Practical Smalltalk

February 4, 2011

QuickSilver Smalltalk is implemented completely in JavaScript and produces compiled output for the JavaScript environment.

In JavaScript, all types of numbers are represented in 64-bit floating-point format whose “prototype” is “Number”. The QuickSilver compiler (see the ImageBuilder class in version 0.2) does the following:

Number.prototype.klass = Smalltalk.classes.numberClass;

Which means that any number generated by JavaScript will have a “klass” attribute which references the QuickSilver class hierarchy. It is a technique works very well and ensures that any JavaScript number has the proper Smalltalk class.

However, as I said above, both integer and decimal numbers will have the same “Number” class.

In Squeak, “Number” is an abstract class with several concrete subclasses such as “Float”, “Fraction”, “Integer”, and “ScaledDecimal”; and “Integer” itself has the subclasses “LargePositiveInteger”, “LargeNegativeInteger”, and “SmallInteger”.

In some architectures there may be a performance advantage to using say “SmallInteger” instead of “Integer” or “Integer” instead of “Float”. I am certain that the designers of Squeak had valid reasons for creating multiple number representations.

But in a JavaScript environment *all* numbers are 64-bit floating-point – if you add “2+2” you are (presumably) doing 64-bit arithmetic.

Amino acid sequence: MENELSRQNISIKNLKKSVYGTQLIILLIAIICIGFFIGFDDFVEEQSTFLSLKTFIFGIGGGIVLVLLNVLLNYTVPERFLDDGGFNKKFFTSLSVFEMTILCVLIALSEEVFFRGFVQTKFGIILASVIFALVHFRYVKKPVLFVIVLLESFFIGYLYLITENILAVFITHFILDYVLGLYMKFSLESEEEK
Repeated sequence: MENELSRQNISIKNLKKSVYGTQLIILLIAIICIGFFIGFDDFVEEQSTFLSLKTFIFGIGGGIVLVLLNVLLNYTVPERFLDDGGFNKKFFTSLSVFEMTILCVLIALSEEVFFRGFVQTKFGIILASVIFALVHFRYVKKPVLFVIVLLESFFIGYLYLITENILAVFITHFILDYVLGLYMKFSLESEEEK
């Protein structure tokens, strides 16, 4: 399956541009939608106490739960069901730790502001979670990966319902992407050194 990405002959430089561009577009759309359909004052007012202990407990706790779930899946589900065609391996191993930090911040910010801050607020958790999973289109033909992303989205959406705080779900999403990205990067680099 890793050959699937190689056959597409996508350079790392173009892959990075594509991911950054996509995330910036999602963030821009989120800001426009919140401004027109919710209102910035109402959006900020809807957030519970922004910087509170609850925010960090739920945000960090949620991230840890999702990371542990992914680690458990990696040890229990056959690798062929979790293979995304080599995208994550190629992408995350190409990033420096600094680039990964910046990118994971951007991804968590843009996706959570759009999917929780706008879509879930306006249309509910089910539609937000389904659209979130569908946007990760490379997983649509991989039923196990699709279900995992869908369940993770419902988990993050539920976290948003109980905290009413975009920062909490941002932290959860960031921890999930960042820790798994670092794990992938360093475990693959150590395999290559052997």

That is why in QuickSilver there is only a single class for numbers which is called “Number”. Because, in JavaScript, numbers have only a single representation internally.


4 Responses to “Practical Smalltalk”

  1. Steffen Says:

    Schmalltalk’s number hierarchy actually allows to do arithmetic without caring about limitations of a n-bit number representation. It simply switches between hardware and software arithmetics if necessary, at least for integers and fractions. Do you plan to port that nice feature too?

    • Peter Fisk Says:

      Hi Steffen,

      I don’t plan to port fractions because in 24 years of using Smalltalk, I have never found a reason to use them.

      QuickSilver is implemented in JavaScript which already has numeric libraries for every platform.

      There is nothing that needs to be added.

      — Peter

  2. Smalltalker Says:

    Peter, very good job all you’re doing !!!

    I propose to rename .klass (#klass) by .stClass (#stClass) what do you think?



  3. Peter Fisk Says:

    Hi Smalltalker,

    That sounds like a good idea.

    It should be added as a feature change to the QuickSilver Smalltalk project on Google.

    — Peter

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